The murder case was set for December, then delayed to April, 1873, with West released on $5,000 bond at that time. After a four-day trial, West was acquitted of charges on April 3, 1874. I have no certain records of him after that.

Did he leave the area and make another life for himself? He is not in the 1880 census. Did something happen to him? One can imagine some secret execution of revenge by a powerful family. Or maybe he just lived out a quiet life somewhere, yet unfound by our research.

Perhaps we will never know, as we probably will never know the contents of the message that so enraged young Doctor Ben Crist.

One thing for sure. "The grave is the great equalizer." Sooner or later, one way or another, we will all be found there. Perhaps we will lie next to a father, a friend, a spouse, or an enemy. Perhaps we will be alone and forgotten by Man.

But judge or judged, king or pauper, friend or fiend, we will be there together some day.

Somehow I take solace in that, as I look out across the old Shepherdsville Pioneer Graveyard, seeing the tombstones of those passed on before. What will our future be?

It might be interesting, a hundred years after we are gone, to see what some researcher finds about each of us. What paragraph or two would that person write about you or me as he researches the unknown little person buried in some long-forgotten grave? What little scrap of information will survive?

I try to remember that, when studying the lives of the individuals buried in our past. They were, as we are, real individuals with real lives and real problems and real emotions.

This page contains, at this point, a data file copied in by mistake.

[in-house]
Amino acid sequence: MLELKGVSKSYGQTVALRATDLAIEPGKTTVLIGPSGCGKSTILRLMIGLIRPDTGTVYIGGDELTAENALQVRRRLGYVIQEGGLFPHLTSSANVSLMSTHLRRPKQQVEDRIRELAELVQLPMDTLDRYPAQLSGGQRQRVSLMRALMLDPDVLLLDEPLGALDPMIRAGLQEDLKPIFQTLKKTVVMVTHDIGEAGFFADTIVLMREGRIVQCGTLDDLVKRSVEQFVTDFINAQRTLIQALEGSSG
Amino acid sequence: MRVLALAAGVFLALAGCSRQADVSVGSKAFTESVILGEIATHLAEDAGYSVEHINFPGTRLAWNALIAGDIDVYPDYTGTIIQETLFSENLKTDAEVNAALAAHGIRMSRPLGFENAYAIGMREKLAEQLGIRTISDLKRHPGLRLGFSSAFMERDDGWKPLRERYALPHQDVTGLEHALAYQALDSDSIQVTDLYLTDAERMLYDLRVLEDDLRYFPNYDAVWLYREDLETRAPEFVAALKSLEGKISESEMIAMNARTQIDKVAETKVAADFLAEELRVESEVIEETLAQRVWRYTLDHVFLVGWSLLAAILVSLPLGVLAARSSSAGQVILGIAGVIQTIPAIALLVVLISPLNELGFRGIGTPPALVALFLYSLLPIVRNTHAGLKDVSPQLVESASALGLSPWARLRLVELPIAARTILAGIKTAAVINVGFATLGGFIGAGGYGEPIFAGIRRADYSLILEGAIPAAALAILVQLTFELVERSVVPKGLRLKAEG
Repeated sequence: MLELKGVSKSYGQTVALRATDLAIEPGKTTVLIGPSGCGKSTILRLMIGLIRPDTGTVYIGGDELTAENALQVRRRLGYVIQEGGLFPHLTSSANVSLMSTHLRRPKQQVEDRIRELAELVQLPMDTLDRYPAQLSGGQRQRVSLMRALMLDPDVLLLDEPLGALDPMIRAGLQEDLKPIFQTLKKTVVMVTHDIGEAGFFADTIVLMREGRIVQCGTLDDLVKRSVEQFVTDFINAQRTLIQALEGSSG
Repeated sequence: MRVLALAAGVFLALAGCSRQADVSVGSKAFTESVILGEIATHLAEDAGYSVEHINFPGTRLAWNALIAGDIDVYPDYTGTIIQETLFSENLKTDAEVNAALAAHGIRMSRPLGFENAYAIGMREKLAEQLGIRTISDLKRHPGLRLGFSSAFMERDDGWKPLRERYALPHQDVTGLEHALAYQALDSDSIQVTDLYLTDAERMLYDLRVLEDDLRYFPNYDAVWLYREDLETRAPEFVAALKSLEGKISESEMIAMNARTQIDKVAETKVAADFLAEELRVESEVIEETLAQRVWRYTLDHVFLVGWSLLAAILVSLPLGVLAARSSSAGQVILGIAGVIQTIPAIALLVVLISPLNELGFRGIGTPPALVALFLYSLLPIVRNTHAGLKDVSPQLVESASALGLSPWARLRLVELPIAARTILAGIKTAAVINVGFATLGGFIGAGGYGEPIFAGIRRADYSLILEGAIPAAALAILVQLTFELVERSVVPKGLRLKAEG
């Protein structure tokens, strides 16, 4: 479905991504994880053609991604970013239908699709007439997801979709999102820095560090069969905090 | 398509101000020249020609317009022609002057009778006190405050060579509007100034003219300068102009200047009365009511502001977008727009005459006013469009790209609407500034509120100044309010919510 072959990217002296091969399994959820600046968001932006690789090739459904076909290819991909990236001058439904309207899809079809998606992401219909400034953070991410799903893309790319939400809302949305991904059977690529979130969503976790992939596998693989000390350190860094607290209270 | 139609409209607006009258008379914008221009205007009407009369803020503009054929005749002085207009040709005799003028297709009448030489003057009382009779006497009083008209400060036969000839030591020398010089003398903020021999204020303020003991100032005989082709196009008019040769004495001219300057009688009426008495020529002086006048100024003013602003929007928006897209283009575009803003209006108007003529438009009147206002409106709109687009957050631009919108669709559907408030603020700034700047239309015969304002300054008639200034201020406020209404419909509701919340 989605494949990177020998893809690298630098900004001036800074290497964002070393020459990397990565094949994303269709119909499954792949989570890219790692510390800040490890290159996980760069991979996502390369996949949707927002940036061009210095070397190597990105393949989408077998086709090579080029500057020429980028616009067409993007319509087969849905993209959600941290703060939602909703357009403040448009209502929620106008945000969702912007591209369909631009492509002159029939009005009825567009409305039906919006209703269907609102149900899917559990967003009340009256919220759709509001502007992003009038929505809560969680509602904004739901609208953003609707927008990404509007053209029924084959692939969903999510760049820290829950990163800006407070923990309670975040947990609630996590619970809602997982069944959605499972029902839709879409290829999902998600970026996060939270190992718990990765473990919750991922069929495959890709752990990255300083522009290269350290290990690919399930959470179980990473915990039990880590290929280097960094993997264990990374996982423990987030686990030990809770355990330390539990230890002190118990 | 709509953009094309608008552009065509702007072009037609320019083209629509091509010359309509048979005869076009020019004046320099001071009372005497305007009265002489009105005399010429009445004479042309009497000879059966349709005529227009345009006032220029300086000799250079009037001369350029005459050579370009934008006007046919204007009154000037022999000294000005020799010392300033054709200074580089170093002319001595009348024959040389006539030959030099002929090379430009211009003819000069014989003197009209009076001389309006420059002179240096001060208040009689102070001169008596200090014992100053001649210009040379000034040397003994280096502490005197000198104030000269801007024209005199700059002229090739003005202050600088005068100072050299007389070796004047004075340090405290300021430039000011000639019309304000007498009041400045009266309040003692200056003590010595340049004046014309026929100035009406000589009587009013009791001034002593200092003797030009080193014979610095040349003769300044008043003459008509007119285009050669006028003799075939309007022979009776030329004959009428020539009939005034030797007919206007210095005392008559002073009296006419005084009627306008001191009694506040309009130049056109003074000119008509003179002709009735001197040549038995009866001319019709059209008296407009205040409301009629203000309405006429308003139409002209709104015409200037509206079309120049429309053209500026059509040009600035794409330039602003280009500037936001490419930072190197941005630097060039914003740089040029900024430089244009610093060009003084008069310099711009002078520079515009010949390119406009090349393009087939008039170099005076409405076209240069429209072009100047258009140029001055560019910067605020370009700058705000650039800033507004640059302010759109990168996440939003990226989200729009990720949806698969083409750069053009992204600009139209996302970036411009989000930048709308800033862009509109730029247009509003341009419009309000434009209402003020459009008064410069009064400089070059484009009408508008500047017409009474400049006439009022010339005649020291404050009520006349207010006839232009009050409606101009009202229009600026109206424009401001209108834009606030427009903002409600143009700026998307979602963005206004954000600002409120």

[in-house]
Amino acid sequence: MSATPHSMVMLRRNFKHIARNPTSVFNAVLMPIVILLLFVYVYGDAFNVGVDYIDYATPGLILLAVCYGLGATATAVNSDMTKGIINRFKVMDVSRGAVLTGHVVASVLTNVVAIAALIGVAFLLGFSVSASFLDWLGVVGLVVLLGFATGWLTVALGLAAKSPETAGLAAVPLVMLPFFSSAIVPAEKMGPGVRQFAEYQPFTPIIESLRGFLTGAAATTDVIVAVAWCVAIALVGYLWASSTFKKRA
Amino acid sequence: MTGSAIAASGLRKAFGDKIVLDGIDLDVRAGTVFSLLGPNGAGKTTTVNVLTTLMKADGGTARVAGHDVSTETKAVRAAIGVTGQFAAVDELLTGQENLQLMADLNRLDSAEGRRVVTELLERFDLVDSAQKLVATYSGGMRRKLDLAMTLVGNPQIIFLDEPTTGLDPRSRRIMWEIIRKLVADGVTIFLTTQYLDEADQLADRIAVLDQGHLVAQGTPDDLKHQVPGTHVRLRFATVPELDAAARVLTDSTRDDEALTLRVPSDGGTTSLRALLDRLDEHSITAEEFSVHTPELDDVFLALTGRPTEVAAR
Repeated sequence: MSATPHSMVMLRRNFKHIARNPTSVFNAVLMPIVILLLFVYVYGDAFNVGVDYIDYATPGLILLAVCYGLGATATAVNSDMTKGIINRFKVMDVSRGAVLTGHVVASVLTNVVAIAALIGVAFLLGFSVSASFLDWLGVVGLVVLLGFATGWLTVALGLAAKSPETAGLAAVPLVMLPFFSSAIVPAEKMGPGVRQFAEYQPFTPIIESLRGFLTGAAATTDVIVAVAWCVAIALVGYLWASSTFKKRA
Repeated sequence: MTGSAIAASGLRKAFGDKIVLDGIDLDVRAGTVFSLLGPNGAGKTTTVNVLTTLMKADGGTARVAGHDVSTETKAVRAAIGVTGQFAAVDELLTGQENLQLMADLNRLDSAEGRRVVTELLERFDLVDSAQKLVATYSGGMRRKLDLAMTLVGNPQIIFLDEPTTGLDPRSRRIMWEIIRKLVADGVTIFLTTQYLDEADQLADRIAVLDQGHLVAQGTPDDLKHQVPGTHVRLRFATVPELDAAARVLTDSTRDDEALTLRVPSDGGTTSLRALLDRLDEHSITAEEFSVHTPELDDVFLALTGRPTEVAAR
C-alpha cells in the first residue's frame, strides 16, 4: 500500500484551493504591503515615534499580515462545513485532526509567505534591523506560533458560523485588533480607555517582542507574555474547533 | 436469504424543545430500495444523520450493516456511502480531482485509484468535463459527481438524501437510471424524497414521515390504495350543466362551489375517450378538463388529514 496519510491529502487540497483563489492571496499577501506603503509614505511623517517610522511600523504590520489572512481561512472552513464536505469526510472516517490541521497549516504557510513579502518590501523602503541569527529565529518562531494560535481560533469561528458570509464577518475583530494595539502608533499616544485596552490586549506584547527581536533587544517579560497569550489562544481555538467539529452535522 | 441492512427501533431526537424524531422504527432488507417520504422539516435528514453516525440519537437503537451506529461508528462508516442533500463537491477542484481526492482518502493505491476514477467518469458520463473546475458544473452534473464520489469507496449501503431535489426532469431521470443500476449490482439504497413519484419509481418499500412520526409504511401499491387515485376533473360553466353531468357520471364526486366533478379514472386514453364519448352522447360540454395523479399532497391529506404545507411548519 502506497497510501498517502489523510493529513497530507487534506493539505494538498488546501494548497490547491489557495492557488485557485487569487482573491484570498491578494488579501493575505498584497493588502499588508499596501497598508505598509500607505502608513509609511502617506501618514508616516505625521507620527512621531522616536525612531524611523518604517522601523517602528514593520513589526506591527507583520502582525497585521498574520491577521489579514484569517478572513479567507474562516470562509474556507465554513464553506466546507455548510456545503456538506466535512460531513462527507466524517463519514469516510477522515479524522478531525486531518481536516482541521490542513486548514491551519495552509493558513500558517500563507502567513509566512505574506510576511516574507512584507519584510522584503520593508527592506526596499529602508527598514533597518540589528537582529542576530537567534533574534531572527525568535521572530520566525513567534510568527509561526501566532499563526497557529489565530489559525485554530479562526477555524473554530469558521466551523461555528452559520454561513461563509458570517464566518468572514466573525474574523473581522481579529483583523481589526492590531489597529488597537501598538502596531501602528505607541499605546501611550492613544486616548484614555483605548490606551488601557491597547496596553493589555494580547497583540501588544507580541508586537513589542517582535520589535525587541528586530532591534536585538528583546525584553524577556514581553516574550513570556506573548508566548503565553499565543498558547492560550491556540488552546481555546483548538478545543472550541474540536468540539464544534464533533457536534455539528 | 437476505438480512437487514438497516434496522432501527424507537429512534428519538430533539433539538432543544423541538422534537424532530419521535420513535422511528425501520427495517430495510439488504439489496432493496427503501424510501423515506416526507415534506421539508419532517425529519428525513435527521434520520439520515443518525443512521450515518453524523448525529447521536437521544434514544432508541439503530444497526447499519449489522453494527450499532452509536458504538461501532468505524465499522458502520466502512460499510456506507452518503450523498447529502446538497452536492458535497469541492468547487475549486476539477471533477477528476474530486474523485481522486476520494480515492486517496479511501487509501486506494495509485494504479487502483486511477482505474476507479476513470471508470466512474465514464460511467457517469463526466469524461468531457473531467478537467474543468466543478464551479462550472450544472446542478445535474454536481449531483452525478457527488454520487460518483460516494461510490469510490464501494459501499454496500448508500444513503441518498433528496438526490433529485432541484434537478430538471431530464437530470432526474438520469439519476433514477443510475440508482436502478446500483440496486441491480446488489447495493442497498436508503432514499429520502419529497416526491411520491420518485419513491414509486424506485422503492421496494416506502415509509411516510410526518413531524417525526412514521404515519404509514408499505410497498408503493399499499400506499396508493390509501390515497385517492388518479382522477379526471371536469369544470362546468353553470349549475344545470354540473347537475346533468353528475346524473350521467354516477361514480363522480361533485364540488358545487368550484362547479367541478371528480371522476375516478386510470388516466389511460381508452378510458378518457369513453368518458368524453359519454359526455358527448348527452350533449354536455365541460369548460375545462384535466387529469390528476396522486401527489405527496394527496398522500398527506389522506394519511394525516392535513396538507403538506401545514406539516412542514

Now equal in the grave, wherever that grave might be.


Grave markers for father and son.

Copyright 2013 by David Strange, Shepherdsville KY. All rights are reserved. No part of the content of this page may be included in any format in any place without the written permission of the copyright holder.


The Bullitt County History Museum, a service of the Bullitt County Genealogical Society, is located in the county courthouse at 300 South Buckman Street (Highway 61) in Shepherdsville, Kentucky. The museum, along with its research room, is open 8 a.m. to 4 p.m. Monday, Tuesday, Wednesday and Friday; and from 8 a.m. to 6 p.m. on Thursday. Admission is free. The museum, as part of the Bullitt County Genealogical Society, is a 501(c)3 tax exempt organization and is classified as a 509(a)2 public charity. Contributions and bequests are deductible under section 2055, 2106, or 2522 of the Internal Revenue Code. Page last modified: 12 Sep 2017 . Page URL: bullittcountyhistory.org/memories/cristmurder.html